Previously, three-dimensional representation of a product or shape of goods were not considered for protection under the Trade and Merchandise Marks Act, 1958. To elucidate the same, in Colgate Palmolive Company and Ors. v. Anchor Health and Beauty Care Pvt. Ltd., the defendant had argued that the plaintiff could not monopolise the shape of its product unless it is registered under the Designs Act because the 1958 Act didn’t provide protection to the shape of the goods.[iv]

The Delhi HC walked the extra mile in order to grant protection to the plaintiff’s goods. Colgate stated that their products had various distinctive features jointly and severally in terms of “shape, configuration and surface pattern”. The court decided this case by categorising the kind of customers buying the plaintiff’s products. It stated that an average and reasonable customer buys the product after considering the overall impression of the product and relates it to the source or origin. At the same time, an illiterate customer might get confused and solely buy the product because of its colour combination or shape that indicates a long-standing reputation of the plaintiff’s product. Thus, it is only fair that shape or the unconventional aspects of a product needs to be protected as they are responsible for the substantial reproduction of the product in question.[v] 

Presently, the Trade Marks Act, 1999 shows the open-minded approach of the legislature as it effectively addressed various technical difficulties that existed back in the day w.r.t the protection of trademarks.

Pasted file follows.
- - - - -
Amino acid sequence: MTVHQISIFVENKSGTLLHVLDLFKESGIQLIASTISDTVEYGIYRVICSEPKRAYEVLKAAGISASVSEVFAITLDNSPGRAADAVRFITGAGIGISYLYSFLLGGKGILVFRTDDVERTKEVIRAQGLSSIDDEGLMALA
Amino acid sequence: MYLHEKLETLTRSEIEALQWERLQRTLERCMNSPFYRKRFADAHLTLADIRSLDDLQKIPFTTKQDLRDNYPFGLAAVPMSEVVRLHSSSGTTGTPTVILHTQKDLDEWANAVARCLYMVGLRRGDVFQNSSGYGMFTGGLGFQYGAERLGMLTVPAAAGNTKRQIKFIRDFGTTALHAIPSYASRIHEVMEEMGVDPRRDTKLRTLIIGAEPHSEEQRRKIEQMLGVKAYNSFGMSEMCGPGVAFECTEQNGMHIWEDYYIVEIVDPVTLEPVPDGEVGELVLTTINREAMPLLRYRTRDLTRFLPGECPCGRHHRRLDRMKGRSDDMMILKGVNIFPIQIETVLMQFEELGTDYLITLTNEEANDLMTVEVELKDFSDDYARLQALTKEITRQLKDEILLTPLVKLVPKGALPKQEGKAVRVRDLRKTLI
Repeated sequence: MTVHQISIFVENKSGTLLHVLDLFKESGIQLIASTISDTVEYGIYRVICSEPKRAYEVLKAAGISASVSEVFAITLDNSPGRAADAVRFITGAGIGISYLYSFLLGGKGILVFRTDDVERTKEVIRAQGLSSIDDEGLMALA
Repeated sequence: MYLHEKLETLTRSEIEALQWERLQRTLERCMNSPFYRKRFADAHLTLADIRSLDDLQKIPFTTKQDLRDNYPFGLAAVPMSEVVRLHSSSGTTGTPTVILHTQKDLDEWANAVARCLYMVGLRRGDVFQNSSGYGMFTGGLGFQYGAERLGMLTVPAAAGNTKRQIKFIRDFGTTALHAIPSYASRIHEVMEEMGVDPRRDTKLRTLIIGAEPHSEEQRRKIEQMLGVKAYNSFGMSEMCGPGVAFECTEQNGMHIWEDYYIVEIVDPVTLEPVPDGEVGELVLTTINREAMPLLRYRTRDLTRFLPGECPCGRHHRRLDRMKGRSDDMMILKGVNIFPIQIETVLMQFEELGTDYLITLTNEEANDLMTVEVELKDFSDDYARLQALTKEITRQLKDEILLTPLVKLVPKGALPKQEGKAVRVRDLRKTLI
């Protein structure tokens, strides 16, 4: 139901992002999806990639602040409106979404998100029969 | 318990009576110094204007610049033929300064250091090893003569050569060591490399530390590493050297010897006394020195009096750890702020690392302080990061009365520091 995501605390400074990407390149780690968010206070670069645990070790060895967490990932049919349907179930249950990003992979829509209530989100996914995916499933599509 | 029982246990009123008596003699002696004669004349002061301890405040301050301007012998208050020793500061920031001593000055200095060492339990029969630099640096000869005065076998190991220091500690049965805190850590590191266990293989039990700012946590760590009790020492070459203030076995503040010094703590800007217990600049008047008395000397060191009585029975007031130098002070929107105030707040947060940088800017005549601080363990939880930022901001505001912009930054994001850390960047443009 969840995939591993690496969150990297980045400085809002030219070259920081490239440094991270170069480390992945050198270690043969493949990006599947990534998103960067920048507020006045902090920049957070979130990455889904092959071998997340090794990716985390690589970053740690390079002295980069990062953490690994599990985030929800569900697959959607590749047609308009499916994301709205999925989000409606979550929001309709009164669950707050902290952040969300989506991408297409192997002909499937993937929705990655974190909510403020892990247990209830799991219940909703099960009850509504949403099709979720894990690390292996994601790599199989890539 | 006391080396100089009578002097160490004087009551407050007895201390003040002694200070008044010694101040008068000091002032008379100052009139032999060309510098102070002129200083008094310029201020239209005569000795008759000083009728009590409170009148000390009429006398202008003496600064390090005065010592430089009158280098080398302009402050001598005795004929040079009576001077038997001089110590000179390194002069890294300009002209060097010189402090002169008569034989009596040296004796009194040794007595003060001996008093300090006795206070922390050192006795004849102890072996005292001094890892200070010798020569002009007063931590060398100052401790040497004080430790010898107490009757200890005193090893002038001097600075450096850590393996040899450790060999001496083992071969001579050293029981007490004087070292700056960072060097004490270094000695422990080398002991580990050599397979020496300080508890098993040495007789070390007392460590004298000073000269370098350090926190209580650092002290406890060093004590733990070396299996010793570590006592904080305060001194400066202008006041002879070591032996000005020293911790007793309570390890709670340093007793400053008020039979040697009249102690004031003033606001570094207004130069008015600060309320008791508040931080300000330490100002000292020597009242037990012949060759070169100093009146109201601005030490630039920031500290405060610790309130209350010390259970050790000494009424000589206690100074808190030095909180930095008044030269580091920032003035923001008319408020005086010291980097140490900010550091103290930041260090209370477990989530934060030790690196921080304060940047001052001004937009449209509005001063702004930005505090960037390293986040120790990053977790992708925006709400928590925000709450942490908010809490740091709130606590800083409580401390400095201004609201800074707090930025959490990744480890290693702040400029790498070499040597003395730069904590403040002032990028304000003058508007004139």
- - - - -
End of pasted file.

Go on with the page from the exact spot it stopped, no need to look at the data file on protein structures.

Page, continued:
It shall be understood that the standard of proof for the protection of unconventional marks such as 3D marks is higher than that of conventional ones. The way the judiciary has supported its protection is commendable. To further analyse the present provision with respect to the protection of 3D marks, Section 9(3) must be explained.

1.2 Purpose of Section 9(3)

Section 9 of the Indian Trademark Act, 1999 lays down the grounds for absolute refusal of trademarks from registration. Sub-section 3 exclusively caters to the shape of goods; it states that a mark is not registrable if it consists of:-

a) The shape of goods which is inherently the nature of the goods itself.

b) The shape of the goods is necessary for obtaining a technical result.

It is imperative to understand that this provision prohibits the registration of shapes that have a functional aspect to it. If the essential features of a product render a specific technical functionality, then such a shape cannot be registrable. It is well established in principle that such marks are incapable of acquiring a distinctive character. Thus, the filing of evidence also cannot help it overcome its objections.

c) The shape gives substantial value to the goods.

This provision disregards the functionality and deals with the substantial aspect of a good. It is believed that average consumers are not accustomed to presuming the origin of a product on the basis of their shape of packaging in the absence of any graphic or word element. The shape of the packaging is to be assumed as the shape of the goods itself where it is traded in the packaged form only. This stance was well discussed by ECJ.[vi] A good example would be beverages, cleaning fluids etc. Another example would be the shape of an ornamental lamp will attract objection under Section 9(3) (c) because its shape adds a substantial value to the product itself by contributing to its attractiveness.